Tom Ramcigam (magicmarmot) wrote,
Tom Ramcigam

It also helped address the issue of Kyoto’s northern light. “When I first walked in, everyone was looking at the model,” recalls key grip Scott Robinson. “They turned to me and said, ‘How do we make this look like winter?’ I said, ‘I think you have to silk the set.’ Well, it turned out the scale was more than 2.5 acres. So unbeknownst to me and Don Reynolds, my rigging key grip, we started designing the largest freestanding structure that’s ever been put over a set.”

The canopy was enormous, with 3 miles of silent grid cloth comprising a series of overlapping, retractable panels. This silk was suspended from two freestanding trusses that were designed with the help of Michael Krevitt at ShowRig and surveyors and structural engineers. “Mike and his team ended up developing a specialized truss to handle the load of the stress,” says Robinson. Each structure was 50' high x 260' long, and they stood 300' apart. Because the clay soil wasn’t solid enough to anchor the weight, the canopy was tied by 4 miles of Kevlar ropes to septic tanks filled with 1 million gallons of water. “We bought out a cesspool factory,” Robinson says with a laugh. “That’s the only thing we could come up with.”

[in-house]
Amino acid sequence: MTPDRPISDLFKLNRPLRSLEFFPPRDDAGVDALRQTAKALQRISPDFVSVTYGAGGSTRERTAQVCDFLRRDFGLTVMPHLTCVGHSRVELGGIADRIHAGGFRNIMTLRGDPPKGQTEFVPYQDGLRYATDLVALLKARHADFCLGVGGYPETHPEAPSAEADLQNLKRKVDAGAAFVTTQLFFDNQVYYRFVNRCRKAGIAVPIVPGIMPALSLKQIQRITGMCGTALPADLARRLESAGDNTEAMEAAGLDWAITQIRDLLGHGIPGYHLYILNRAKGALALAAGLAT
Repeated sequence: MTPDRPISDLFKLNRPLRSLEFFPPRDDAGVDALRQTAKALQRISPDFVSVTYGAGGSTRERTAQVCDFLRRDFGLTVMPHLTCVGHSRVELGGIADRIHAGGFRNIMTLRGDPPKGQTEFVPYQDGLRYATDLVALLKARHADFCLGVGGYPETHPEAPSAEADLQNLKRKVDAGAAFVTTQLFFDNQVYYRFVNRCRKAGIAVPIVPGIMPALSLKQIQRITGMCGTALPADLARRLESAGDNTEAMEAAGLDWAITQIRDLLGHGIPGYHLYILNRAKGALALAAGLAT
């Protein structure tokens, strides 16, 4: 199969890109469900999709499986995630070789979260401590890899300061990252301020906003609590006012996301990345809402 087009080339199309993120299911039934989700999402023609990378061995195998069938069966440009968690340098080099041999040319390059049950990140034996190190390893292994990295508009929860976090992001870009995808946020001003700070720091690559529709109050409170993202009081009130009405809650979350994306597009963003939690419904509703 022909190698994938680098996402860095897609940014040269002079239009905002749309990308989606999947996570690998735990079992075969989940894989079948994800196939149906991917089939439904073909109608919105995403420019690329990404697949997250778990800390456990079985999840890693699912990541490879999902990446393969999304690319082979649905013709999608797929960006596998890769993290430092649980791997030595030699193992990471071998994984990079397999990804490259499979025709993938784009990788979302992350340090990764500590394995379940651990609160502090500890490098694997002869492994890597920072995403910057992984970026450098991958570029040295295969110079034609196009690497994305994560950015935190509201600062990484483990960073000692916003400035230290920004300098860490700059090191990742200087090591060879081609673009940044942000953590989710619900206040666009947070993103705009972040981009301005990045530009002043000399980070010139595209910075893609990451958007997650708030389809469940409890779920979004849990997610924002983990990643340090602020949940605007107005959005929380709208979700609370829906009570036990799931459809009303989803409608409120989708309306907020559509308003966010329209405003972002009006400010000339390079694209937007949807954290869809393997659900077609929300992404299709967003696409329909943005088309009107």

2.5 acres. 3 miles of gridcloth. And I thought my 10' x 10' was cool.


  • (no subject)

    It finally happened. It had to, really. I was in the bottom two cut from LJ-Idol this week. I made it to the top 50, from some rather larger…

  • Mayville

    "Too many bats in the belfry, eh?" The question came from a small man in the scrubs-and-robe garb of an inmate. He looked a little like a garden…

  • LJ-Idol

    Another batch of entries. Consistently amazed at how good the writing is. Voting is open for…

  • Post a new comment


    default userpic

    Your reply will be screened

    Your IP address will be recorded 

    When you submit the form an invisible reCAPTCHA check will be performed.
    You must follow the Privacy Policy and Google Terms of use.